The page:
Transforming Principles: MicroRNAs in Muscle and Cardiac Development
Posted May 12, 2009
MicroRNAs are short pieces of RNA that can bind complementary sequences in the transcripts of specific genes, targeting those transcripts for destruction. Until a few years ago, this type of gene regulation was thought to be a rare aberration.
Recently, though, researchers have realized that microRNAs are ubiquitous, and may regulate up to a third of all human gene expression. The ability of naturally-occurring microRNAs to regulate the expression of huge numbers of genes in eukaryotic cells, and the ease of diverting this regulatory system with short oligonucleotides, could be a tremendous boon to medicine.
At the Academy's March 20, 2009, meeting on microRNAs in cardiac and muscle development, Thomas Thum described his work on the microRNA expression patterns in cardiac tissues from healthy, failing, and fetal hearts. Maha Abdellatif discussed her group's work on ischemic preconditioning. Nicholas Sokol gave a summary of his work on neuromuscular remodeling in flies.
Use the tabs above to find a meeting report and multimedia on this event.
Thum T, Gross C, Fiedler J. 2008. MicroRNA-21 contributes to myocardial disease by stimulating MAP kinase signalling in fibroblasts. Nature 456: 980-984.
Thum T. 2008. Cardiac dissonance without conductors: how dicer depletion provokes chaos in the heart. Circulation 118: 1524-1527.
Thum T, Catalucci D, Bauersachs J. 2008. MicroRNAs: novel regulators in cardiac development and disease. Cardiovasc. Res. 79: 562-570. Full Text
Sokol NS, Xu P, Jan YN, Ambros V. 2008. Drosophila let-7 microRNA is required for remodeling of the neuromusculature during metamorphosis. Genes Dev. 22: 1591-1596.
Sokol NS. 2008. An overview of the identification, detection, and functional analysis of Drosophila microRNAs. Methods Mol. Biol. 420: 319-334.
Sokol NS, Ambros V. 2005. Mesodermally expressed Drosophila microRNA-1 is regulated by Twist and is required in muscles during larval growth. Genes Dev. 19: 2343-2354. Full Text
Rane S, He M, Sayed D, et al. 2009. Downregulation of MiR-199a derepresses Hypoxia-Inducible Factor-1? and Sirtuin 1 and recapitulates hypoxia preconditioning in cardiac myocytes. Circ. Res. [Epub ahead of print]
Sayed D, Rane Shweta R, Lypowy J, et al. 2008. MicroRNA-21 targets Sprouty2 and promotes cellular outgrowths. Mol. Biol. Cell 19: 3272-3282. Full Text
Sayed D, Hong C, Chen I-Y, et al. 2007. MicroRNAs play an essential role in the development of cardiac hypertrophy. Circ. Res. 100: 416-424. Full Text
Montgomery RL, Davis CA, Potthoff MJ, et al. 2007. Histone deacetylases 1 and 2 redundantly regulate cardiac morphogenesis, growth, and contractility. Genes Dev. 21: 1790-1802 Full Text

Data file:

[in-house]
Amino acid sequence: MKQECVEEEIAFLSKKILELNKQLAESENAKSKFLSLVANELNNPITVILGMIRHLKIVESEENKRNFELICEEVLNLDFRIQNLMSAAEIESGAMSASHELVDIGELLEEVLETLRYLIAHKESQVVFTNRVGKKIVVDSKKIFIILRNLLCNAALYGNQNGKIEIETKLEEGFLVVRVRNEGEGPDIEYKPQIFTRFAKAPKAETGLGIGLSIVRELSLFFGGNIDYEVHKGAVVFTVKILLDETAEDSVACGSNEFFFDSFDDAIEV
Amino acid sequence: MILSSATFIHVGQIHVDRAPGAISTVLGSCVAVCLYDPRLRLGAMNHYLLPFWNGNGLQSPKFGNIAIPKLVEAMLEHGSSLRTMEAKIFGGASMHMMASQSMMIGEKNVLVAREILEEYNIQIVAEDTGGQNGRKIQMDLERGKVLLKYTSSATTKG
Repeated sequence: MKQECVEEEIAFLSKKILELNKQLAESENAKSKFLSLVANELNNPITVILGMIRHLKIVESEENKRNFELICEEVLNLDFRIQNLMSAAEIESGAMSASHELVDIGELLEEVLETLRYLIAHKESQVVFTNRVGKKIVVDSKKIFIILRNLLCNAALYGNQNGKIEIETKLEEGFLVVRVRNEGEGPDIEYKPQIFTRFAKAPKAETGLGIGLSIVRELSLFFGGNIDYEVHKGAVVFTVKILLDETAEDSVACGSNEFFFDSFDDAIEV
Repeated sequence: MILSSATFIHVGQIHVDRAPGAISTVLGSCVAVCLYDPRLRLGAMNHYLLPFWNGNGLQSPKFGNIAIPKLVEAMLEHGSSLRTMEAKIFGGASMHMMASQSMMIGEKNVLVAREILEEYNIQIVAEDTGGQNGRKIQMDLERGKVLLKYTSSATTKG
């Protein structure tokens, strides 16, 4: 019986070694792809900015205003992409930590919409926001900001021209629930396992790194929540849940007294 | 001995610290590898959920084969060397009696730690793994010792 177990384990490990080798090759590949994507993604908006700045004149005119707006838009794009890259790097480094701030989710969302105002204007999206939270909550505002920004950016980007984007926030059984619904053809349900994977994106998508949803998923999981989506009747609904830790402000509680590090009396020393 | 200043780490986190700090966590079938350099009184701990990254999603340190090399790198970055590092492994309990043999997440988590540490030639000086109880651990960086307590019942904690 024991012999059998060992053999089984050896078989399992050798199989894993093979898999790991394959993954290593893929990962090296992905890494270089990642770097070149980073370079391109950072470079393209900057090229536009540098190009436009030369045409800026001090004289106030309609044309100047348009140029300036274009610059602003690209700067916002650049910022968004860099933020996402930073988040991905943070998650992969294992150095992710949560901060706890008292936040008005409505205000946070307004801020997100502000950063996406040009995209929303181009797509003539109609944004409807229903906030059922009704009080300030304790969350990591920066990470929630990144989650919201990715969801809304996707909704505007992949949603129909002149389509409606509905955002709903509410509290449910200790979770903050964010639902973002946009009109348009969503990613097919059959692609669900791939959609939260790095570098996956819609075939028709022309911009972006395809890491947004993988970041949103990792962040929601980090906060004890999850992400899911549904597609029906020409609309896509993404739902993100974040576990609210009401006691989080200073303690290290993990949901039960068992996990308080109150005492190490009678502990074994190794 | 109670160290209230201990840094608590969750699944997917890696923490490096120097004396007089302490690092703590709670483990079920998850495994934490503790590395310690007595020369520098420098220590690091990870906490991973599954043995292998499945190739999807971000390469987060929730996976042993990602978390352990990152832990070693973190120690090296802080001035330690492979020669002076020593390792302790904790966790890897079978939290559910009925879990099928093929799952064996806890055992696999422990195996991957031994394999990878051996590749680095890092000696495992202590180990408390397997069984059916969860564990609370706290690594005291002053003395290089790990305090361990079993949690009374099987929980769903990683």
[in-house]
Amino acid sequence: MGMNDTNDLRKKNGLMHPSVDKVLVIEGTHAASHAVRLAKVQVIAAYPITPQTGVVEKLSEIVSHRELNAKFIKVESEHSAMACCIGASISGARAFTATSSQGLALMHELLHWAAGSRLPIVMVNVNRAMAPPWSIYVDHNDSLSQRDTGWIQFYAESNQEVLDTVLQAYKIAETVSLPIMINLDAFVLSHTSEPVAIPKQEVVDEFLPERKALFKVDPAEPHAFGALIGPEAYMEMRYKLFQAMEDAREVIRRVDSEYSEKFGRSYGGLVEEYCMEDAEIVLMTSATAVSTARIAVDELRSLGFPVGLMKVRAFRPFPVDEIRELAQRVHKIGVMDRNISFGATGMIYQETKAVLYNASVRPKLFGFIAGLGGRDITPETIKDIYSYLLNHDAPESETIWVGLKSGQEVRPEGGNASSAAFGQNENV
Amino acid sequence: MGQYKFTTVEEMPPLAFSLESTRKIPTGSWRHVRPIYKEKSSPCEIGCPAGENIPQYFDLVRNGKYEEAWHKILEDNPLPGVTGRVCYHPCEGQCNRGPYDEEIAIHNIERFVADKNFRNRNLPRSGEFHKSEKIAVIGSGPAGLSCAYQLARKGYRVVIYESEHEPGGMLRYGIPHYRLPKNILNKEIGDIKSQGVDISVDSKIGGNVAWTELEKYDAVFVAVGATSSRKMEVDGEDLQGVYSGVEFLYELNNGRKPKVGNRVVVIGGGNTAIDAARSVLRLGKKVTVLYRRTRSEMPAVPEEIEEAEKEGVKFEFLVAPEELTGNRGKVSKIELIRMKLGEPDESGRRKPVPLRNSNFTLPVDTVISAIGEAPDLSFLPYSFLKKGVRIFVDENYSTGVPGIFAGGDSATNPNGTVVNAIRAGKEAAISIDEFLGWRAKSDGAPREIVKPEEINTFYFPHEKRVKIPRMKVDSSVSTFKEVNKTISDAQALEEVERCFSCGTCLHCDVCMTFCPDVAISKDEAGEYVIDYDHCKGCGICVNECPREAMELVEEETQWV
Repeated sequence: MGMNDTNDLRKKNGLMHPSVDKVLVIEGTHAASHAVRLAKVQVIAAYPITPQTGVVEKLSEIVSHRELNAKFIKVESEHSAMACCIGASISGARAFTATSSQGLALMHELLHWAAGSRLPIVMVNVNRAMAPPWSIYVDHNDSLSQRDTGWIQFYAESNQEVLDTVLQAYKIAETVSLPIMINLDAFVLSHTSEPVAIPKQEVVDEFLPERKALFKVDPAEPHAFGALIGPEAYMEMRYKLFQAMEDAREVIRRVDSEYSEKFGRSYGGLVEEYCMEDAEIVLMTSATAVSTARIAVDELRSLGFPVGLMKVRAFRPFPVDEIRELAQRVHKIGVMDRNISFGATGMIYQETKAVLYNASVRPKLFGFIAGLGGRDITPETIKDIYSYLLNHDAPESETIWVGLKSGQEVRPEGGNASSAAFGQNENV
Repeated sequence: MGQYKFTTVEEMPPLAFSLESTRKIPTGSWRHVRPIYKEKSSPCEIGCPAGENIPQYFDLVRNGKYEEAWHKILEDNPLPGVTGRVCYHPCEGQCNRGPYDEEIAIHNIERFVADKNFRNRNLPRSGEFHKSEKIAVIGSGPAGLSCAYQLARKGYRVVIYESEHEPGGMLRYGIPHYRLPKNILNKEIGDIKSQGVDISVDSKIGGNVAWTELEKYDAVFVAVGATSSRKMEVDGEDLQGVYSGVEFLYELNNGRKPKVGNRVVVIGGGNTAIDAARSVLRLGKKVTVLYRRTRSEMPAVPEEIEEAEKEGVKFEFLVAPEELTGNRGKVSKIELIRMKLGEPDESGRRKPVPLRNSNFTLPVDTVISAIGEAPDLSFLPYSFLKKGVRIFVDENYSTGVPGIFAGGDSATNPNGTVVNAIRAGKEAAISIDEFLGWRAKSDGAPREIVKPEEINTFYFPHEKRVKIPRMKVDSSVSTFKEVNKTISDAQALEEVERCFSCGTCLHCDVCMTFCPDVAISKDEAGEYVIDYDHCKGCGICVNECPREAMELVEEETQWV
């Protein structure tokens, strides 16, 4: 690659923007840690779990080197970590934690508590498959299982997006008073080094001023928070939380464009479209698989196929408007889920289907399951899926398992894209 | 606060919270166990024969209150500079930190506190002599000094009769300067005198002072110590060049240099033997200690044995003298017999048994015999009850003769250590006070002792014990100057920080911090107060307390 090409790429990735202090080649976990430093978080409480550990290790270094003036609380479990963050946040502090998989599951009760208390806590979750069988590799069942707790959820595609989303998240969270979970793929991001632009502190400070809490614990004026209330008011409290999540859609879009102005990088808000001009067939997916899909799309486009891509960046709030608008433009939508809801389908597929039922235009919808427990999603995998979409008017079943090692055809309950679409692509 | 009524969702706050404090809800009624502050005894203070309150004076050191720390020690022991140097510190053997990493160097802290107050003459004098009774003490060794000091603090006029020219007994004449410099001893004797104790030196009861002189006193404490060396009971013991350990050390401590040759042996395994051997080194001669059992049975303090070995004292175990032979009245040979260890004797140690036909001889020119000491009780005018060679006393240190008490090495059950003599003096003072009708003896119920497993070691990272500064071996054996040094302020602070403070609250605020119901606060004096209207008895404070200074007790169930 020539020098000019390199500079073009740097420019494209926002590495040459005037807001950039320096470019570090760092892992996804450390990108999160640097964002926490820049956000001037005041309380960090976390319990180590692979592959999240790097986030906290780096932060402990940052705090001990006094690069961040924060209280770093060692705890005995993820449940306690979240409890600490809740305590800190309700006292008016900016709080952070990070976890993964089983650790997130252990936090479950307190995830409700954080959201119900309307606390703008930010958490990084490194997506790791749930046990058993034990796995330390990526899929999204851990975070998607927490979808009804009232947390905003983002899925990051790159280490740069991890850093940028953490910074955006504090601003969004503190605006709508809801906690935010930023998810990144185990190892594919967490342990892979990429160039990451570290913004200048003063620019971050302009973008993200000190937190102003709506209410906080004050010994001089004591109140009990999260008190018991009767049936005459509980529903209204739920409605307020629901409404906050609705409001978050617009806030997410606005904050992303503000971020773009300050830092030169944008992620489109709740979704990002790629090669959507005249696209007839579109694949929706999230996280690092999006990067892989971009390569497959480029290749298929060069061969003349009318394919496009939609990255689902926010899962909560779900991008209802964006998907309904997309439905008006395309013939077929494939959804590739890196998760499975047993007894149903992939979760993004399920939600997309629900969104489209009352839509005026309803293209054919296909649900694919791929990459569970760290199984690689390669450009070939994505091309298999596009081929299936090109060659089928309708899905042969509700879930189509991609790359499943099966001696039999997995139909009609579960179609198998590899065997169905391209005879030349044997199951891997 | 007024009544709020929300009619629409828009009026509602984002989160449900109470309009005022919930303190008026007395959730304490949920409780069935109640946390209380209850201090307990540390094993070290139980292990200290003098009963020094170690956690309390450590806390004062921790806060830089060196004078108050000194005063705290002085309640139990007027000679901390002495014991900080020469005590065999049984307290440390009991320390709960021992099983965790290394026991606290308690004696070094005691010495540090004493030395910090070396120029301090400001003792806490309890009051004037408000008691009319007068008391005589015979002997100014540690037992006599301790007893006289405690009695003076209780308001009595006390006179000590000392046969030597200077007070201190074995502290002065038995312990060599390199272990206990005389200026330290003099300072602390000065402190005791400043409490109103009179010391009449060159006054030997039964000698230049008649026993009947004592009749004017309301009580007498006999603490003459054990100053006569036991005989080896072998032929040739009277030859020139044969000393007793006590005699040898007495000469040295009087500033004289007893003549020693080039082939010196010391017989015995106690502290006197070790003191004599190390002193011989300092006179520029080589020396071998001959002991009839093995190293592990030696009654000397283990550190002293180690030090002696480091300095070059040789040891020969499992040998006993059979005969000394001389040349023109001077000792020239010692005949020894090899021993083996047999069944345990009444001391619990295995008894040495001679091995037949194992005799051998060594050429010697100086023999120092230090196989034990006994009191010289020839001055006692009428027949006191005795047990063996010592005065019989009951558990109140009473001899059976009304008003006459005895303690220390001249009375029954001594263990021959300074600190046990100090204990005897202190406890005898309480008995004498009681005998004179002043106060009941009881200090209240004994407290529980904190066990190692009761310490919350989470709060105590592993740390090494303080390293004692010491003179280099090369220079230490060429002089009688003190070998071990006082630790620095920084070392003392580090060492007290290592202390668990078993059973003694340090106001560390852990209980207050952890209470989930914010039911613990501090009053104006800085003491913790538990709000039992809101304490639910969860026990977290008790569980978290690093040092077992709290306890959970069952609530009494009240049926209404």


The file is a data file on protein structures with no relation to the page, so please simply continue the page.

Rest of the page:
Montgomery RL, Potthoff MJ, Haberland M, et al. 2008. Maintenance of cardiac energy metabolism by histone deacetylase 3 in mice. J. Clin. Invest. 118: 3588-3597. Full Text
Haberland M., Montgomery RL, Olson EN. 2009. The many roles of histone deacetylases in development and physiology: implications for disease and therapy. Nat. Rev. Genet. 10: 32-42.
Thomas Thum, MD, PhD
Thomas Thum is a working physician who also directs the research group on cardiac wounding and healing at Julius-Maximilians University in Wurzburg, Germany. Thum received his PhD in London at the Imperial College of Medicine, and got his medical degree from the University of Hannover in Germany.
Nicholas Sokol, PhD
Nicholas Sokol received his doctoral degree from Yale University in 2001, then spent several years as a postdoctoral fellow in Victor Ambros's laboratory at Dartmouth Medical School—the lab that discovered the first microRNAs. After his postdoctoral fellowship, Sokol moved to Indiana University in Bloomington, where he now studies the role of microRNAs in muscular development.
Maha Abdellatif, MD
Maha Abdellatif received her medical degree from the University of Alexandria in Egypt, then came to the United States for postdoctoral training at Baylor College of Medicine in Houston, TX. In 2001, she moved to the New York area, where she is now an associate professor at the University of Medicine and Dentistry of New Jersey (UMDNJ).
Rusty Montgomery, PhD
Rusty Montgomery received his PhD in genetics and development from the University of Texas Southwestern in Dallas, where he worked with Eric Olson studying the roles of class I histone deacetylases in cardiovascular development and disease. He then stayed on as a postdoctoral fellow in the Olson laboratory, investigating the biological functions of microRNAs in cardiac disease. In 2009, he joined miRagen Therapeutics, a biopharmaceutical company developing microRNA based therapeutics for cardiovascular diseases.
Alan Dove is a science writer and reporter for Nature Medicine, Nature Biotechnology, and Bioscience Technology. He also teaches at the NYU School of Journalism, and blogs at http://dovdox.com.